• If you are running a Mac that is on the list above or you are not able to update to version 10.12.6 due to hardware or software reasons, unfortunately you will not be able to run the updated EFI firmware.
  • If you are not able to run up-to-date EFI firmware for any reason, you can still download EFIgy to determine if your version of EFI is vulnerable.

Threat Modeling

If you use a Mac for work or you’re a Mac sys admin and your systems are vulnerable to an EFI attack, it is important to determine how a compromised system could impact your environment. In situations like that, Duo recommends that you either shift those vulnerable Macs to a role where they are not exposed or retire them completely. However, this all depends on the value of your data and the nature of your work. It is up to your organization to decide whether or not you are willing to accept the risk of having vulnerable systems within your network.

So far, attacks against EFI have mainly been utilized by sophisticated attackers with high value targets in mind. Therefore, if you are a Mac home user there is not much to worry about according to Duo. As of today, there have been no reports of EFI exploits in the wild.


Disaster Recovery Best Practices

TeraGo released a white paper detailing disaster recovery best practices. They performed a survey in partnership with IDC Canada of different Canadian organizations’ disaster recovery plans and found most were not prepared. In fact, 45% of the surveyed organizations admitted they could not identify the data crucial to running their business and the potential threats to their IT infrastructure.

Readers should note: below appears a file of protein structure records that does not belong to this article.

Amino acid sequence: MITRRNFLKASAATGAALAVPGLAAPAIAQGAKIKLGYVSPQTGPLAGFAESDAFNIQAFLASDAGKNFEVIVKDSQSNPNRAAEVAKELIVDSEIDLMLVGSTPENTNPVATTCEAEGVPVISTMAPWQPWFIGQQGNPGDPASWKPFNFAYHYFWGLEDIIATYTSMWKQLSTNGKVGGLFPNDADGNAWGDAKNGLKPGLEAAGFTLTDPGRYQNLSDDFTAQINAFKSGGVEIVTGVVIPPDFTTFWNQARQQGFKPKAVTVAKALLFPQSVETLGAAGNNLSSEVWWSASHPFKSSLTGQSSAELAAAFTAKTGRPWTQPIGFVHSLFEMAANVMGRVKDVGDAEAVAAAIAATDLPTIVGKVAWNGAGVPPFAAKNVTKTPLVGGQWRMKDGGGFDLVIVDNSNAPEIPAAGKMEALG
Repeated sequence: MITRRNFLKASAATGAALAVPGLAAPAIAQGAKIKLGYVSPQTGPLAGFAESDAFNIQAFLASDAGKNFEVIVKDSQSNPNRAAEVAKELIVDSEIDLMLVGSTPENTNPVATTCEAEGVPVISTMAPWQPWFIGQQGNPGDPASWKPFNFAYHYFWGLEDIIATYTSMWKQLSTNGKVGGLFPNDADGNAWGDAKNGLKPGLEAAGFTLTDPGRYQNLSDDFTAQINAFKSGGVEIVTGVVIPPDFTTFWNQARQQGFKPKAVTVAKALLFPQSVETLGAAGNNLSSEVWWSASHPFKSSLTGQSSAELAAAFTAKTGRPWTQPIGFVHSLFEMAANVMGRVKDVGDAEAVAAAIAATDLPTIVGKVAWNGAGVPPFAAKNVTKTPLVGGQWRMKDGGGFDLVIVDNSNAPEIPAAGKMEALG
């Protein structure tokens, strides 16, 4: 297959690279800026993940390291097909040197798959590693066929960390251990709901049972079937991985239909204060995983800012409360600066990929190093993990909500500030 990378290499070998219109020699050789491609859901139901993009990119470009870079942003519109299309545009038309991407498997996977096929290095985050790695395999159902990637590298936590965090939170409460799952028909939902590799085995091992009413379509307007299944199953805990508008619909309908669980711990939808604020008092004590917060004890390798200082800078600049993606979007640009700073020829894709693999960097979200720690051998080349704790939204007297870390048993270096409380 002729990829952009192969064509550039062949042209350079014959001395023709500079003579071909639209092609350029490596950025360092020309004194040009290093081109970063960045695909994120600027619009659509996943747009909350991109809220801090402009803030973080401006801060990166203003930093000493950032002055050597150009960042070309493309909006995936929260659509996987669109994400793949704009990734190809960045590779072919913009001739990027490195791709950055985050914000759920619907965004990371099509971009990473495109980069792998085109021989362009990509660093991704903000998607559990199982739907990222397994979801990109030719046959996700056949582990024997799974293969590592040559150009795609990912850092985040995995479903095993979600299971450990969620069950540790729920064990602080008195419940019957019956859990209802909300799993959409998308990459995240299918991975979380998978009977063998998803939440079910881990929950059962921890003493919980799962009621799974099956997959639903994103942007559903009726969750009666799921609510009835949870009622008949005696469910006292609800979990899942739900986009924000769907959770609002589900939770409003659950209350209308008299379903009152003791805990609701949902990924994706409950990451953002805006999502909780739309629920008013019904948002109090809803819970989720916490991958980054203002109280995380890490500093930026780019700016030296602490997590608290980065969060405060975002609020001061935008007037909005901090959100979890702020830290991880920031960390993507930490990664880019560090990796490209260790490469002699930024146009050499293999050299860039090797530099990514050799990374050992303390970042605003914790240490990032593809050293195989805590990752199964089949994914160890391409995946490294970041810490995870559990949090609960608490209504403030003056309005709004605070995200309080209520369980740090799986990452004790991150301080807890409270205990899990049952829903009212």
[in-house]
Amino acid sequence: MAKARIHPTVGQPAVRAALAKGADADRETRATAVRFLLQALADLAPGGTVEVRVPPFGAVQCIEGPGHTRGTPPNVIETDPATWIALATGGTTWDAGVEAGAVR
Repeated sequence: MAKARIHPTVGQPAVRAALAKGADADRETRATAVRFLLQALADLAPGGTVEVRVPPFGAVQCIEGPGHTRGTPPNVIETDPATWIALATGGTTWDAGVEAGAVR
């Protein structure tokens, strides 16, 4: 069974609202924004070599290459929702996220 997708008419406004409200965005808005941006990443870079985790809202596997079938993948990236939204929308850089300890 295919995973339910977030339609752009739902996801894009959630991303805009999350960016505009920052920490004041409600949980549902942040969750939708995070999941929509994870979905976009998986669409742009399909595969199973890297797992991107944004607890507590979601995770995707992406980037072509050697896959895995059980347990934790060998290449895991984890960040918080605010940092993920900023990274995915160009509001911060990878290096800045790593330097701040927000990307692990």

They included seven steps for creating an effective disaster recovery plan:

  1. Perform a risk assessment and and business impact analysis to determine critical infrastructure, threats and potential consequences.
  2. Define RTOs (recovery time objectives) and RPOs (recovery point objectives) for crucial services. In the event of an outage or disaster, how much data loss is acceptable? How long can a service be down before impeding the production of the business?
  3. Develop an easy-to-use procedure that gives instructions for recovering damaged IT assets and returning them to normal performance.
  4. Simulate a disaster and plan for all scenarios. Teach suitable staff members the different processes and procedures needed in disaster recovery situations. Who does what, when, and how.
  5. Make sure there is at least one backup staff member with critical skills to pass on their knowledge.   
  6. Define policies and test frequently. Testing can be done on site, off site or with a vendor who can confirm the validity of your procedures.
  7. Document the time-to-remediation for all facets of your IT infrastructure to mitigate the negative impact of downtime.

You can download the white paper here and find more information regarding disaster recovery here.